20.99

3

-

0.13

0.06

^

25.72 = P0

Nonconstant growth: (example 2)What if g = 0% for 3 years before long-run growth of 6%?

rs=13%, n=1

rs=13%, n=2

rs=13%, n=3

rs=13%, n=3


Super normal growth example 3 g 40 for 5 years before achieving l r growth of 7

D1 common stock

Super normal growth (example 3):G= 40% for 5 years before achieving L-r growth of 7%

G= 40%

G= 7%

D∞

D2

D3

D4

D5

D6

P5; Present value of

all future cash

flows to be

received beyond Yr 5

P5= D6

rs-g

= D5 (1+7%)

rs-g


What are the expected dividend yield, capital gains yield, and total return during the first year(assume D1 = 2.12, P1 = 32.10 & P0 = 30.29)?

  • Dividend yield

    = D1 / P0 = $2.12 / $30.29 = 7.0%

  • Capital gains yield

    = (P1 – P0) / P0

    = ($32.10 - $30.29) / $30.29 = 6.0%

  • Total return (rs)

    = Dividend Yield + Capital Gains Yield

    = 7.0% + 6.0% = 13.0%


Preferred stock
Preferred stock and total return during the first year(assume D1 = 2.12, P1 = 32.10 & P0 = 30.29)?

  • Hybrid security.

  • Like bonds, preferred stockholders receive a fixed dividend that must be paid before dividends are paid to common stockholders.

  • However, companies can omit preferred dividend payments without fear of pushing the firm into bankruptcy.


Preferred stock valuation
Preferred stock Valuation and total return during the first year(assume D1 = 2.12, P1 = 32.10 & P0 = 30.29)?

If a preferred stock pays an annual dividend of RM5 a share and market interest rate is 10%, what is the preferred stock’s current price?

Vp = D/rp

D= 5

rp=10% , Vp= RM5/ 10%

Vp = RM50


If preferred stock with an annual dividend of $5 sells for $50, what is the preferred stock’s expected return?

Vp = D / rp

$50 = $5 / rp

rp = $5 / $50

= 0.10 = 10%

^


What would be the intrinsic price for this stock one year from now
What would be the intrinsic price for this stock, one year from now?

D∞

D0

D1

D2

One year from now- to determine the intrinsic value(p1)

Today

If today: P0 = D1

rs - g

If one year: P1 = D2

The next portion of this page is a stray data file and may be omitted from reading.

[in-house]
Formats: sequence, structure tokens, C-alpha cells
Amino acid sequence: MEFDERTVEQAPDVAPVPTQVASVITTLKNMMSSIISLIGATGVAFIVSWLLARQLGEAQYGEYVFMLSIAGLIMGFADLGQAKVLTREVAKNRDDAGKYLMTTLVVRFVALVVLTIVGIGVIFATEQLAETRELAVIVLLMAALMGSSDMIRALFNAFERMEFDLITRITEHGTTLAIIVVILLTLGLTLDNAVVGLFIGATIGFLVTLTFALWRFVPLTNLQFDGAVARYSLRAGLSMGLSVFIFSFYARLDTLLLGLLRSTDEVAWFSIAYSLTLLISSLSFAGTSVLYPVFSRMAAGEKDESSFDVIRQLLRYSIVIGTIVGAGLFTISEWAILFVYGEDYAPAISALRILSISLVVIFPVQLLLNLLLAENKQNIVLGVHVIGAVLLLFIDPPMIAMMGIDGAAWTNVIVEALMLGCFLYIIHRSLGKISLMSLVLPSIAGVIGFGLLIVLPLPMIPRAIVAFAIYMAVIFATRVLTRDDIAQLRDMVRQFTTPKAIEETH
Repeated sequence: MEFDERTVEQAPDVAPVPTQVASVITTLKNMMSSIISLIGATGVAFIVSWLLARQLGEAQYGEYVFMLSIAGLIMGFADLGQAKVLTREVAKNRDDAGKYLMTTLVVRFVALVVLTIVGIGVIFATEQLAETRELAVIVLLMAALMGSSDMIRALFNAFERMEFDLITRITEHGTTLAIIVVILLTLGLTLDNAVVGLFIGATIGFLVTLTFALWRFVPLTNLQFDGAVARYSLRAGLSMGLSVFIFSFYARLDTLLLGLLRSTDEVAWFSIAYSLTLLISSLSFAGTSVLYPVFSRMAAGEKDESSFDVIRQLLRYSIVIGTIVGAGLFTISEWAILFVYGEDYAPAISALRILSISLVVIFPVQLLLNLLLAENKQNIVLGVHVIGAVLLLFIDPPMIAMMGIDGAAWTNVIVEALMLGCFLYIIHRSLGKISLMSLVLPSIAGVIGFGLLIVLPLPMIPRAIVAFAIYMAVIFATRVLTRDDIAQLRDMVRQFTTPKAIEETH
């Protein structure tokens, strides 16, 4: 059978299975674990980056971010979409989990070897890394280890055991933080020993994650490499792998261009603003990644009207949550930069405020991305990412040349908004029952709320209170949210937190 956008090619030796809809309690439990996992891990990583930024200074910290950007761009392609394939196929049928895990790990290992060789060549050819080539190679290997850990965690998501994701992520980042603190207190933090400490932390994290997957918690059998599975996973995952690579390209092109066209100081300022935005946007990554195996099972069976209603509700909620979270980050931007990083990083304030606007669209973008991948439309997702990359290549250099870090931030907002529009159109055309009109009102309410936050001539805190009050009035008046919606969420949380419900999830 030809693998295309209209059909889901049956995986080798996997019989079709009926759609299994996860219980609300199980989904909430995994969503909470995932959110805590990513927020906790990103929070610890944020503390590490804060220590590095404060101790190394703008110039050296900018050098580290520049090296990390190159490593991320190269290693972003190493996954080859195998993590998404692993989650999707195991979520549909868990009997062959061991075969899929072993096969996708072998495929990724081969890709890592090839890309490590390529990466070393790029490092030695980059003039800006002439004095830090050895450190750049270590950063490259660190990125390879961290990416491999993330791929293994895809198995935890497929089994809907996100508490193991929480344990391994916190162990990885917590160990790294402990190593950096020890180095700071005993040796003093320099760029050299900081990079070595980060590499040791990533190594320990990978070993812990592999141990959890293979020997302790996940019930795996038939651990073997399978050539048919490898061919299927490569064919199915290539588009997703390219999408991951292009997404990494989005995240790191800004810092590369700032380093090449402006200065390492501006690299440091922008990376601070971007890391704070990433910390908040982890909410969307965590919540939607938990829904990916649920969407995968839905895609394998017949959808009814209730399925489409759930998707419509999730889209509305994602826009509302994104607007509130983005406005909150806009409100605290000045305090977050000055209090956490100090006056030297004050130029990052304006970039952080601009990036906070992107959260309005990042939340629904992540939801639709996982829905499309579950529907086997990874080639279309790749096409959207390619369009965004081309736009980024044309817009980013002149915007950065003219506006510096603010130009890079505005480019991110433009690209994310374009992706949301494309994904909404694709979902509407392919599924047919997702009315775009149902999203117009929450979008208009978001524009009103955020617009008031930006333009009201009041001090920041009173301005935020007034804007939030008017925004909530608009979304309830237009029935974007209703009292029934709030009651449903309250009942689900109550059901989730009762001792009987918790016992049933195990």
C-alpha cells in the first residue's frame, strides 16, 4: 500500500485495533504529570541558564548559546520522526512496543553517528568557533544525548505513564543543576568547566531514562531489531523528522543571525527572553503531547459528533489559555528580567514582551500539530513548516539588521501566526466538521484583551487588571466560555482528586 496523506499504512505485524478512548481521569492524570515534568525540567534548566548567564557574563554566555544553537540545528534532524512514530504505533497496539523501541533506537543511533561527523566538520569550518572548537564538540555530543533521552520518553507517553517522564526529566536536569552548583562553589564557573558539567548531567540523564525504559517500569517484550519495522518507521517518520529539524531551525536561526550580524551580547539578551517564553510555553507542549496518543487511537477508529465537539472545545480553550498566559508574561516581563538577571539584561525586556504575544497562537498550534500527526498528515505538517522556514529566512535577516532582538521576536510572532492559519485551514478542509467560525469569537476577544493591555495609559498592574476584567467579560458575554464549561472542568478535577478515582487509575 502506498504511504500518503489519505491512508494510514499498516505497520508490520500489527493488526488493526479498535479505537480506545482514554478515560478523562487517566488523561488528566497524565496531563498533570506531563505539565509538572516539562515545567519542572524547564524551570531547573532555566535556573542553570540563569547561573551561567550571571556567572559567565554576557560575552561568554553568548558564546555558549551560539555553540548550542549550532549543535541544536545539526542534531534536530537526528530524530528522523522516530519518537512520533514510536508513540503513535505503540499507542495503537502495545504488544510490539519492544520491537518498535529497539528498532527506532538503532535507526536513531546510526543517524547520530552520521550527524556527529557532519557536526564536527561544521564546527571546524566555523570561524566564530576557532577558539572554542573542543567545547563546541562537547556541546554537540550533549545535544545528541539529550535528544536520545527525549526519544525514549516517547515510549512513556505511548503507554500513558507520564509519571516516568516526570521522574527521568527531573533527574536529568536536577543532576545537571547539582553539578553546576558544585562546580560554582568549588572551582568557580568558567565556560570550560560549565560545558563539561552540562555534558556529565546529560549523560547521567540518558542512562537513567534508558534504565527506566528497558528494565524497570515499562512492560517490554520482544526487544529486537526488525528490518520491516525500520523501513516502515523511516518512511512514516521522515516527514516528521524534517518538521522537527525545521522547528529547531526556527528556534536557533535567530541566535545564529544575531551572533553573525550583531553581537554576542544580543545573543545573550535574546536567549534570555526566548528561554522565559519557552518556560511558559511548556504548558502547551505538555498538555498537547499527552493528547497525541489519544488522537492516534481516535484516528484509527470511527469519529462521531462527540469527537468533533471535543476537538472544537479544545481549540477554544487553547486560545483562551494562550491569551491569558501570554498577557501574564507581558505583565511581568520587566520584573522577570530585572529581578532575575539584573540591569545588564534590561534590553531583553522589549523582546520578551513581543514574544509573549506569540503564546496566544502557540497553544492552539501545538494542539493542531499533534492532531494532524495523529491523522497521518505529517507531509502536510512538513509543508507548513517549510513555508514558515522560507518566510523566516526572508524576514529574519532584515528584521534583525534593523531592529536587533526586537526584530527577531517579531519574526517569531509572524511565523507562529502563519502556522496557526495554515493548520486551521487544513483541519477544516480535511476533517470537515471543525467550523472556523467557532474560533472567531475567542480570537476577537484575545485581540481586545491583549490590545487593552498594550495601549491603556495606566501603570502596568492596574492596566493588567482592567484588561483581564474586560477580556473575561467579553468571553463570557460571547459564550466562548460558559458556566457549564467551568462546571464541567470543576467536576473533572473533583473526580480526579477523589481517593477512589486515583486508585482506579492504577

from now rs - g


What is the expected market price of the stock one year from now p1
What is the expected market price of the stock, one year from now(p1)?

  • Assume D0 = 2, g= 6%, rs = 13%

  • P1 is the present value (as of year 1) of D2, D3, D4, etc.

  • Could also find expected P1 as:

*

*D2= D1 (1+g)

= 2.12 (1+0.06)

= 2.247

*D1= D0 (1+g)

= 2.00 (1+0.06)

= 2.12


Corporate value model
Corporate value model from now(p1)?

  • Also called the free cash flow method. Suggests the value of the entire firm equals the present value of the firm’s free cash flows.

  • Remember, free cash flow is the firm’s after-tax operating income less the net capital investment

    • FCF = NOPAT – Net capital investment


FCF= NOPAT – Net capital invest from now(p1)?

FCF = [EBIT(1-T) + Depreciation exp]

- [ capital exp + working capital]


Applying the corporate value model
Applying the corporate value model from now(p1)?

  • Find the market value (MV) of the firm, by finding the PV of the firm’s future FCFs.

  • Subtract MV of firm’s debt and preferred stock to get MV of common stock.

  • Divide MV of common stock by the number of shares outstanding to get intrinsic stock price (value).


0 from now(p1)?

1

2

3

4

r = 10%

...

g = 6%

-5 10 20

21.20

-4.545

8.264

15.026

21.20

398.197

530 = = TV3

0.10

-

0.06

416.942

Given the long-run beyond yr 3 is gFCF = 6%, and WACC of 10%, use the corporate value model to find the firm’s intrinsic value.

* FCF Y1= -5

Y2= 10

Y3= 20


If the firm has $40 million in debt and has 10 million shares of stock, what is the firm’s intrinsic value per share?

  • MV of equity = MV of firm – MV of debt

    = $416.94 - $40

    = $376.94 million

  • Value per share = MV of equity / # of shares

    = $376.94 / 10

    = $37.69


How is market equilibrium established
How is market equilibrium established? shares of stock, what is the firm’s intrinsic value per share?

  • If price is below intrinsic value …

    • The current price (P0) is “too low.

  • If price is above intrinsic value…

  • The current price (P0) is “too high”